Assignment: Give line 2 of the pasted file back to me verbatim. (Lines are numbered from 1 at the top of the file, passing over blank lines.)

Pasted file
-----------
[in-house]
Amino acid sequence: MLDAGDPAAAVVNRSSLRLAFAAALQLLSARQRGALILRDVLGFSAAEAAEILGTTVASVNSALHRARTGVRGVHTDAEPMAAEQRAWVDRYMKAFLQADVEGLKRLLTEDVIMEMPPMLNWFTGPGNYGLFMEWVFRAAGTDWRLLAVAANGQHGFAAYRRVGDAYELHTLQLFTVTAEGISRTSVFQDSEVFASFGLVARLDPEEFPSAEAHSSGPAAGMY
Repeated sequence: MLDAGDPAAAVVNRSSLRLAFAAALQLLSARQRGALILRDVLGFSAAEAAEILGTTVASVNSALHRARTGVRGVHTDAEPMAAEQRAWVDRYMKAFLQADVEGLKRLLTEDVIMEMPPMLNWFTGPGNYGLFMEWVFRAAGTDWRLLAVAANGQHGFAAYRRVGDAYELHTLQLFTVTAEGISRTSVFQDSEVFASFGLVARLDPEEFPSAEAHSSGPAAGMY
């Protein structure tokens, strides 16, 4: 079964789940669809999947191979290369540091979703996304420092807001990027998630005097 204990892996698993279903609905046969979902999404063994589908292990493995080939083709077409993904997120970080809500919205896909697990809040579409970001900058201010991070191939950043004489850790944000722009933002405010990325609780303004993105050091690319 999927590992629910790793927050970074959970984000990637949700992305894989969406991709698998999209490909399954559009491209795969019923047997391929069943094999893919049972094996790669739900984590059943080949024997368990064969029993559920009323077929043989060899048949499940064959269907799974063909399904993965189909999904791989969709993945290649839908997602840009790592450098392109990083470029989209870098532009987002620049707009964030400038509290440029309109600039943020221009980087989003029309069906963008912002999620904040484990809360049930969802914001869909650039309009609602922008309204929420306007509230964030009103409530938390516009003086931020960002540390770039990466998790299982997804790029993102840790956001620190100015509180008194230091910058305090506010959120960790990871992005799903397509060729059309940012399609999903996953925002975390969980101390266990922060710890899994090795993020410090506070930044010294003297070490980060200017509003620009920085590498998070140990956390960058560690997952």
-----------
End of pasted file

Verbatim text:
Amino acid sequence: MLDAGDPAAAVVNRSSLRLAFAAALQLLSARQRGALILRDVLGFSAAEAAEILGTTVASVNSALHRARTGVRGVHTDAEPMAAEQRAWVDRYMKAFLQADVEGLKRLLTEDVIMEMPPMLNWFTGPGNYGLFMEWVFRAAGTDWRLLAVAANGQHGFAAYRRVGDAYELHTLQLFTVTAEGISRTSVFQDSEVFASFGLVARLDPEEFPSAEAHSSGPAAGMY